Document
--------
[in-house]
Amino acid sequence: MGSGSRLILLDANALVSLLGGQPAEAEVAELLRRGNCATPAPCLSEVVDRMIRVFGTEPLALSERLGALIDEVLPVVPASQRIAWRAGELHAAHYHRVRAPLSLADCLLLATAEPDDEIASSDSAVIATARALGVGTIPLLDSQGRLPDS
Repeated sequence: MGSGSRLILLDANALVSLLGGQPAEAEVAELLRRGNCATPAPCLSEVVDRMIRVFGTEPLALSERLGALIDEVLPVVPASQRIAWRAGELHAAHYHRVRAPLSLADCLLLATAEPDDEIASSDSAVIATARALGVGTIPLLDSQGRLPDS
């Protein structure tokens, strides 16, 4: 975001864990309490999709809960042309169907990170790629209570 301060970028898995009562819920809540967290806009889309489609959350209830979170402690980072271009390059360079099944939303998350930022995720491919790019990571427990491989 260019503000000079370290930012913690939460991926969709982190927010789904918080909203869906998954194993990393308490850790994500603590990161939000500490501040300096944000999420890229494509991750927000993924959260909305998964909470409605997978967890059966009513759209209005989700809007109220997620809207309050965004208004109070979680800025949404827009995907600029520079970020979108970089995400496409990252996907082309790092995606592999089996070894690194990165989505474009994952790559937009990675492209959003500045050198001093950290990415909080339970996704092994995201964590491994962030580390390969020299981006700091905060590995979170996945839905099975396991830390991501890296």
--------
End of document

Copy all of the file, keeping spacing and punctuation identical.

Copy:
[in-house]
Amino acid sequence: MGSGSRLILLDANALVSLLGGQPAEAEVAELLRRGNCATPAPCLSEVVDRMIRVFGTEPLALSERLGALIDEVLPVVPASQRIAWRAGELHAAHYHRVRAPLSLADCLLLATAEPDDEIASSDSAVIATARALGVGTIPLLDSQGRLPDS
Repeated sequence: MGSGSRLILLDANALVSLLGGQPAEAEVAELLRRGNCATPAPCLSEVVDRMIRVFGTEPLALSERLGALIDEVLPVVPASQRIAWRAGELHAAHYHRVRAPLSLADCLLLATAEPDDEIASSDSAVIATARALGVGTIPLLDSQGRLPDS
């Protein structure tokens, strides 16, 4: 975001864990309490999709809960042309169907990170790629209570 301060970028898995009562819920809540967290806009889309489609959350209830979170402690980072271009390059360079099944939303998350930022995720491919790019990571427990491989 260019503000000079370290930012913690939460991926969709982190927010789904918080909203869906998954194993990393308490850790994500603590990161939000500490501040300096944000999420890229494509991750927000993924959260909305998964909470409605997978967890059966009513759209209005989700809007109220997620809207309050965004208004109070979680800025949404827009995907600029520079970020979108970089995400496409990252996907082309790092995606592999089996070894690194990165989505474009994952790559937009990675492209959003500045050198001093950290990415909080339970996704092994995201964590491994962030580390390969020299981006700091905060590995979170996945839905099975396991830390991501890296």